Telenor has brokered a deal to work with Nvidia on the development of artificial intelligence in the Nordics, spending a hefty sum in the process.

Mary Lennighan

February 26, 2024

2 Min Read

The Norwegian incumbent said the collaboration will enable it to embed AI into its own business and network operations, as well as helping it to develop AI-based solutions for its customers.

In an unusual move, it disclosed that it will spend around 100 million kroner (or just shy of US$10 million) on Nvidia kit in the first year of the partnership alone. While that's not an eye-watering sum in broader telecoms industry terms, it's certainly a statement of intent from Telenor. And it's probably safe to assume that this is not a one-year partnership.

That NOK100 million will go into Nvidia infrastructure to drive AI adoption for internal consumption and external business customers' needs, Telenor said. Under the partnership Telenor will gain access to the latest Nvidia hardware and AI enterprise software to support a number of AI use cases across its operations.

Aside from positioning itself as a tech-driven telco, to use Telenor's own words, the partnership brings network-related benefits.

Specifically, "the collaboration will enable Telenor to explore the next generation of software-defined, high-performance network solutions, powered by the Nvidia Aerial software development kit, so it can simultaneously utilise 5G RAN and AI technologies on a single infrastructure," Telenor explained.

"This collaboration with Nvidia will help Telenor deliver cutting-edge solutions to our customers, drive innovation and efficiency across our operations, and contribute to the development of the AI ecosystem in [the] Nordics," said Amol Phadke, EVP and GCTO at Telenor Group. "Through this collaboration, we intend to create a highly sustainable and efficient AI centre and pave the way for a more connected and intelligent future," he said.

Specifically, Telenor said it plans a to build a green AI centre for the Nordics, providing AI infrastructure for businesses and researchers. It is shooting for a minimal environmental impact and zero emissions. The centre will be located in Norway and will use Telenor's next-generation data centres and Nvidia's AI platforms to create new AI-based solutions, as well as fostering collaboration between AI industry participants and working with academia on AI research.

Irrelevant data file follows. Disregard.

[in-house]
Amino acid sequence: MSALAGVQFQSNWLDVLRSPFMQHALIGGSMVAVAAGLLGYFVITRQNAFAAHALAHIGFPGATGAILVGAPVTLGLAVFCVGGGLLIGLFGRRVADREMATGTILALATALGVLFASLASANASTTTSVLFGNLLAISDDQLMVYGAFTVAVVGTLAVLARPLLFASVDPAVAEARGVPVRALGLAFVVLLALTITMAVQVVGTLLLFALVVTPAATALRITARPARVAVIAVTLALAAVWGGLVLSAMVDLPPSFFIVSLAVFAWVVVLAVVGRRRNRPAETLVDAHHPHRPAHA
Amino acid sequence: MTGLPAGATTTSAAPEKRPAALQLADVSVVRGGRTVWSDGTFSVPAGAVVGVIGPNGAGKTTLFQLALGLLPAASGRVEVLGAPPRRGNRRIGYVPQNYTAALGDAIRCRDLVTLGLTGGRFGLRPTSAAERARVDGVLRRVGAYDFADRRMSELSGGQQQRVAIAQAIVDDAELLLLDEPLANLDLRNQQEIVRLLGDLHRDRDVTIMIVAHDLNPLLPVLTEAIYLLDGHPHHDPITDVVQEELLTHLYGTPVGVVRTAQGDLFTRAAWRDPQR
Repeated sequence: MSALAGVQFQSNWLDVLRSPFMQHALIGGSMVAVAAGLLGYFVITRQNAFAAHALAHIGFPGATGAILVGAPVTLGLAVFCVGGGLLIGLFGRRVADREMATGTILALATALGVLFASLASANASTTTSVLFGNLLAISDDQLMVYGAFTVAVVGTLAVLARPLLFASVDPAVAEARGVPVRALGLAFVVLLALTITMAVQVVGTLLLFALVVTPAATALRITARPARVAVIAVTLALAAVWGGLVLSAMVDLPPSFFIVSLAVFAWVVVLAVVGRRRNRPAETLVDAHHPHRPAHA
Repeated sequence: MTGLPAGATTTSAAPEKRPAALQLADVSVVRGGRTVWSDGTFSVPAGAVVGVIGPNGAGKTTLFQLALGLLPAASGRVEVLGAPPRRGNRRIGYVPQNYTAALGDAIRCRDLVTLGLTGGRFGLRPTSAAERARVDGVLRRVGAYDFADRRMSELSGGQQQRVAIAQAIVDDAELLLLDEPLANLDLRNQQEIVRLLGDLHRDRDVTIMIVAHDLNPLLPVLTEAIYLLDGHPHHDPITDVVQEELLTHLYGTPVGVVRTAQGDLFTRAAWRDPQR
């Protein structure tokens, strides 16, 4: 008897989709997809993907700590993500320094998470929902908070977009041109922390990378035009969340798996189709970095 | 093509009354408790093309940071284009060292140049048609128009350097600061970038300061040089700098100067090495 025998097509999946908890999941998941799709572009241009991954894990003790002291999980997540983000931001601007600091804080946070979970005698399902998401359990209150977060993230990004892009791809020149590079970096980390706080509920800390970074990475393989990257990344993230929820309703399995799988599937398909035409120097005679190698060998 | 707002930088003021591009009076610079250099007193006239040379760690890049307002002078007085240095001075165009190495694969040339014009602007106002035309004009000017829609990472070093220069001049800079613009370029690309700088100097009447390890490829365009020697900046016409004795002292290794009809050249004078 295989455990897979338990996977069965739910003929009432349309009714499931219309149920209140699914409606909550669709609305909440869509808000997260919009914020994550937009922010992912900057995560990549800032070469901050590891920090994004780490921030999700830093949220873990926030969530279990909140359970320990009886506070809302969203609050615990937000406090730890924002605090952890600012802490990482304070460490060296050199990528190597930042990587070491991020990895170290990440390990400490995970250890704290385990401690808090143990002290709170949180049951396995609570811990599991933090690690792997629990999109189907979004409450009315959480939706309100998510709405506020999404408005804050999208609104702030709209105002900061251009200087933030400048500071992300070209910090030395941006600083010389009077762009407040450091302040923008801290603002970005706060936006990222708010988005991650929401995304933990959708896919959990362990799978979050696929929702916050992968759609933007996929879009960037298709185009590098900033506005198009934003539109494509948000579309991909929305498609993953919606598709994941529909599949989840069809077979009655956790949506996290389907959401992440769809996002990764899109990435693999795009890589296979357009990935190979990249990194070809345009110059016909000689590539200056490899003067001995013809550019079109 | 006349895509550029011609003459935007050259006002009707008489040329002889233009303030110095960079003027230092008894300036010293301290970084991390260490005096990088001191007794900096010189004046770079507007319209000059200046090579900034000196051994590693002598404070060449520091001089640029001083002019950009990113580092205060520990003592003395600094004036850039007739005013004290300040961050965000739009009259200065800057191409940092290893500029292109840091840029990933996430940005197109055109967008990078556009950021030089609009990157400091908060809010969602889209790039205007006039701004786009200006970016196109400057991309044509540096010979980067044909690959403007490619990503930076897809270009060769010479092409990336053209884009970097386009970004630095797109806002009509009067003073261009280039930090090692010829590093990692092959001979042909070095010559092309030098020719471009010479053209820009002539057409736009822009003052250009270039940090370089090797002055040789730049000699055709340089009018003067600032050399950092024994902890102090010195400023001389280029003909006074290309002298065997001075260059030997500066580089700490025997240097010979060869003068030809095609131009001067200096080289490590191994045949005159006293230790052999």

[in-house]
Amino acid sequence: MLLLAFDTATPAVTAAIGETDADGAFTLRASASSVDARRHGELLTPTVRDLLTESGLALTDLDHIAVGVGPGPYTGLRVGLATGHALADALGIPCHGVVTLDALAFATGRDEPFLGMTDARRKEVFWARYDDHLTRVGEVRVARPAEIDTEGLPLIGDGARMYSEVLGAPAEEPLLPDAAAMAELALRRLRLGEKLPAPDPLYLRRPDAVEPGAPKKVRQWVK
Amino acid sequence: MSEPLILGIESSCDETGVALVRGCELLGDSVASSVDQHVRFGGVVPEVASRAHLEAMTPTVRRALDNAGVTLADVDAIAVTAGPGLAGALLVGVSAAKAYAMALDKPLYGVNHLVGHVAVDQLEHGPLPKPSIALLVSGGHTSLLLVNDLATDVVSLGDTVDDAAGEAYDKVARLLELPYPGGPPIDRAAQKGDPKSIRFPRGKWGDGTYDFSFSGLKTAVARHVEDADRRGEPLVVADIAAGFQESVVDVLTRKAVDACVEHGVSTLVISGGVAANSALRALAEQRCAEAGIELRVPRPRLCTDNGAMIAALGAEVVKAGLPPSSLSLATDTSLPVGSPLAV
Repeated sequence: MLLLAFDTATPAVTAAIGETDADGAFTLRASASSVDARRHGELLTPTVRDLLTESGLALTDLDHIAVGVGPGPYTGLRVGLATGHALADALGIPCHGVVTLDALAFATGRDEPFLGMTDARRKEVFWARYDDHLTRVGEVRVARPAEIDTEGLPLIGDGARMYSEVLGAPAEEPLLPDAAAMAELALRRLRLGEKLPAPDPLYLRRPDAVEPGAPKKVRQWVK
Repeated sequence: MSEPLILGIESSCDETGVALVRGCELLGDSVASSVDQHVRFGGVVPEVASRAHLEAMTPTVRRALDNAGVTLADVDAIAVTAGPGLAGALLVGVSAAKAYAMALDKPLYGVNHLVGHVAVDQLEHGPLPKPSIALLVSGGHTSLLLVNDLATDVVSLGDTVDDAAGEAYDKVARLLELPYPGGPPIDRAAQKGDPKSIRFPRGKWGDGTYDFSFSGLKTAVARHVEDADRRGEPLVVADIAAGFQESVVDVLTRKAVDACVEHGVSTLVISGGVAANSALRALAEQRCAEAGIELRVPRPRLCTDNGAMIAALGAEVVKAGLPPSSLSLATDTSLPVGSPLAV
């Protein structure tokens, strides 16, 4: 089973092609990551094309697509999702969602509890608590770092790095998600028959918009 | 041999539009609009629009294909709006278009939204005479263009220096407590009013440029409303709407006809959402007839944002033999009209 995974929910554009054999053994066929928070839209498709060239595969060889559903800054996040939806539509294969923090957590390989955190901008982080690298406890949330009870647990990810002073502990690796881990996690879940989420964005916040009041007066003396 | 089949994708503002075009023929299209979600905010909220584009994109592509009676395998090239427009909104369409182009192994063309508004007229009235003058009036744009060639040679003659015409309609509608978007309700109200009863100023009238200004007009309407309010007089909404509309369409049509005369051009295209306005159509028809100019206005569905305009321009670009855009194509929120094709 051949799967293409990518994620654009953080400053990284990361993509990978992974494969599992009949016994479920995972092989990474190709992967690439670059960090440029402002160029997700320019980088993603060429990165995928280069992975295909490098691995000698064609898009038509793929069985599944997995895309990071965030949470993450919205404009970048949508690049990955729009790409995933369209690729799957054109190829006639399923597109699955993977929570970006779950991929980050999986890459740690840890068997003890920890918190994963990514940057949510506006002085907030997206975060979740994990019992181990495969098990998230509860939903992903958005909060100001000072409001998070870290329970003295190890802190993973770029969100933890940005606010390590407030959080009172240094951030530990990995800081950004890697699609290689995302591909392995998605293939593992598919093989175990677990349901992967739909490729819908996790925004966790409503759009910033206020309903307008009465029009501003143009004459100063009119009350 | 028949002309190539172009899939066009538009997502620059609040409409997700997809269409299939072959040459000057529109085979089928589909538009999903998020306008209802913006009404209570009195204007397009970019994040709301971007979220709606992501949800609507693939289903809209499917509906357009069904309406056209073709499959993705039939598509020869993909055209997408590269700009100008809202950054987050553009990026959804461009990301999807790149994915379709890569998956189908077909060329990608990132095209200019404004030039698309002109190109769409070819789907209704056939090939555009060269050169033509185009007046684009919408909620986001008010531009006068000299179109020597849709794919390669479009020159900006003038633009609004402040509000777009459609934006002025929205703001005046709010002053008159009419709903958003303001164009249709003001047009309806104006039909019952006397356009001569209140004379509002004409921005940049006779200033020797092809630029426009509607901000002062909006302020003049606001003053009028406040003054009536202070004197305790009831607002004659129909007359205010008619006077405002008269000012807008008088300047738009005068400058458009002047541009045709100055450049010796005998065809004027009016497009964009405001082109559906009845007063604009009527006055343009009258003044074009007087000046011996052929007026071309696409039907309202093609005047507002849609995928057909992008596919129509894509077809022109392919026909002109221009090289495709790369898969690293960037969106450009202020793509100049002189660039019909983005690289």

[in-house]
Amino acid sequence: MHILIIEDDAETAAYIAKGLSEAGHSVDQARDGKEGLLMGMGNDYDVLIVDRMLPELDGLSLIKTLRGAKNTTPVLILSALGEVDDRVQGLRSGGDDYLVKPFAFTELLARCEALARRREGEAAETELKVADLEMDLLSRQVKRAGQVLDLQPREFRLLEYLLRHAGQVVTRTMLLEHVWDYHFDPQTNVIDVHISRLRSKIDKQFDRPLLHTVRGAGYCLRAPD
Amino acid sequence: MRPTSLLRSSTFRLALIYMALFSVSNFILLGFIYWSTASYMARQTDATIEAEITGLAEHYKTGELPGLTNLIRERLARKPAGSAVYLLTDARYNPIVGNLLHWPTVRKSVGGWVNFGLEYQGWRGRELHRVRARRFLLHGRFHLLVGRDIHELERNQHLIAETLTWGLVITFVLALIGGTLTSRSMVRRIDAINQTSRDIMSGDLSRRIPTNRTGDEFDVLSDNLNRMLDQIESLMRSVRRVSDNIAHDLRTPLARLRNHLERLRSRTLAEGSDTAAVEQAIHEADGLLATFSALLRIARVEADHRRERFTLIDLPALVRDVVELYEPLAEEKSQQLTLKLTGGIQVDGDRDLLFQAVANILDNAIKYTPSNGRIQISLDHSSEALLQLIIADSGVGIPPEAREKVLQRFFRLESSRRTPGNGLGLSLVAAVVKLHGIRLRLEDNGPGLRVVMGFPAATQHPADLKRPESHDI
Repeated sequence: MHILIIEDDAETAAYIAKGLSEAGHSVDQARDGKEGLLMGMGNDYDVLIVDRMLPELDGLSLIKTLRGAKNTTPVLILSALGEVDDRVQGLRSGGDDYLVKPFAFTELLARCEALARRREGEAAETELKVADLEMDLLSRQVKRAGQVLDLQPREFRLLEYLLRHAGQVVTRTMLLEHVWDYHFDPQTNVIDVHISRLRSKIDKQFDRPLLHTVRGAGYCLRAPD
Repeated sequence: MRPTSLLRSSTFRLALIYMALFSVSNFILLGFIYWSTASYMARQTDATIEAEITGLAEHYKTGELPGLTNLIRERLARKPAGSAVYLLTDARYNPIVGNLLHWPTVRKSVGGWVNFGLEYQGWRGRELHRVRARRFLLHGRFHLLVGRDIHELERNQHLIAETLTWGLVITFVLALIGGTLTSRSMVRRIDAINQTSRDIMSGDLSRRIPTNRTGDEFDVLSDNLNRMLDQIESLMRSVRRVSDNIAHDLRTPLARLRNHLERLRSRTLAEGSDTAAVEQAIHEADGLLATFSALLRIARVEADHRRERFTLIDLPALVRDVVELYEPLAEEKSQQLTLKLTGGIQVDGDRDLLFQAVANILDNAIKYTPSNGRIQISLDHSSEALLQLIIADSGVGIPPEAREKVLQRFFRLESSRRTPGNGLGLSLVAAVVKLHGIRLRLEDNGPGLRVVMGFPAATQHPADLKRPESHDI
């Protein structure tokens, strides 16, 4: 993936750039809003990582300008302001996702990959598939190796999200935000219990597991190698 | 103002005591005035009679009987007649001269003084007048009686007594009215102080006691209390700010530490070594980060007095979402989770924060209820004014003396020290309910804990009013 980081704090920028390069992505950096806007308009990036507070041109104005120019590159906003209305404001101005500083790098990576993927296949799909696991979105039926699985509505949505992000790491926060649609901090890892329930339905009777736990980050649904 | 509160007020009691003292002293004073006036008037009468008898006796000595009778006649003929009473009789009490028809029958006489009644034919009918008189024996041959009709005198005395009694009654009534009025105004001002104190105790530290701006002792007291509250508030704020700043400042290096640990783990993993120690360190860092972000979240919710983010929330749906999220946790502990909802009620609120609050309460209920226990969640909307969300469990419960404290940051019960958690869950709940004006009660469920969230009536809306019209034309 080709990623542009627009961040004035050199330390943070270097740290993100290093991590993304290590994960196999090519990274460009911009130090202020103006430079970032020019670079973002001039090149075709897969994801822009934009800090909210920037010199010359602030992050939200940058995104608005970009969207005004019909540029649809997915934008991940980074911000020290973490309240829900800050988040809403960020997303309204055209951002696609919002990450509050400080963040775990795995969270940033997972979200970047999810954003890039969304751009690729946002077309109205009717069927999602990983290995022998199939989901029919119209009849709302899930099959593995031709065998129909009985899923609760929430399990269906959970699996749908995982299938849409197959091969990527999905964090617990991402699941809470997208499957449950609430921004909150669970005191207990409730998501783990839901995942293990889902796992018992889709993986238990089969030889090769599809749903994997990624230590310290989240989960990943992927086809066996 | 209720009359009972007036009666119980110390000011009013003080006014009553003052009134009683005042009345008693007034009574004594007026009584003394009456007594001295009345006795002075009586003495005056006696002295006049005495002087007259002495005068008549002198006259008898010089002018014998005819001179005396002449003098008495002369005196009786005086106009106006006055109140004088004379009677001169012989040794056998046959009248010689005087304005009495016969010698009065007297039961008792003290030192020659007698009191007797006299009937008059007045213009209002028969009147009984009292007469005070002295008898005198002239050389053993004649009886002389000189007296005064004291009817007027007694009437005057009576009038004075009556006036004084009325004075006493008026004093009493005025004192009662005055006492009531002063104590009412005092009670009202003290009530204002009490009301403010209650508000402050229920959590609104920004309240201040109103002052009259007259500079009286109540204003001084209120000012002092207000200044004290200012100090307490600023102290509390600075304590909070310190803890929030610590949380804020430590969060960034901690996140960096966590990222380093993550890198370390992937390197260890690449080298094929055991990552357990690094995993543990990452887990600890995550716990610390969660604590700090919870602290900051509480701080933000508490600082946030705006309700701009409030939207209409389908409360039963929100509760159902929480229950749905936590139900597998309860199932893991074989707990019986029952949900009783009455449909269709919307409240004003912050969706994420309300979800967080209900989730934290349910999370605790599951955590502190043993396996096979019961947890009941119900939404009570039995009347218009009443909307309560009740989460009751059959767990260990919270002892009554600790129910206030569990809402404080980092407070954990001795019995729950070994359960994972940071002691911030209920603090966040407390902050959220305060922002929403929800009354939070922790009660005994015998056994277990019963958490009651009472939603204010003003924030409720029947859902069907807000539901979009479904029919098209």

Talk of environmentally-conscious AI, as well as references to ethical and responsible AI applications, are becoming the norm for Telenor.

The operator inked a three-year MoU with Ericsson late last year with a view to researching, developing and testing AI and machine learning solutions with two main aims: firstly, the pair are looking at energy management and optimisation, particularly in the RAN; and secondly, they are focusing on responsible AI development.

Both the Ericsson and Nvidia partnerships form part of Telenor's aim of becoming an AI-first company. It is far from being the only player in the telecoms industry with such an outlook, as alluded to by Nvidia itself.

"Generative AI is transforming the way telcos operate globally, enabling efficiencies while improving sustainability," said Chris Penrose, global head of business development for telco at Nvidia.

And this week at Mobile World Congress, Telenor will not be the only telco keen to shout about its plans for AI.

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About the Author(s)

Mary Lennighan

Mary has been following developments in the telecoms industry for more than 20 years. She is currently a freelance journalist, having stepped down as editor of Total Telecom in late 2017; her career history also includes three years at CIT Publications (now part of Telegeography) and a stint at Reuters. Mary's key area of focus is on the business of telecoms, looking at operator strategy and financial performance, as well as regulatory developments, spectrum allocation and the like. She holds a Bachelor's degree in modern languages and an MA in Italian language and literature.

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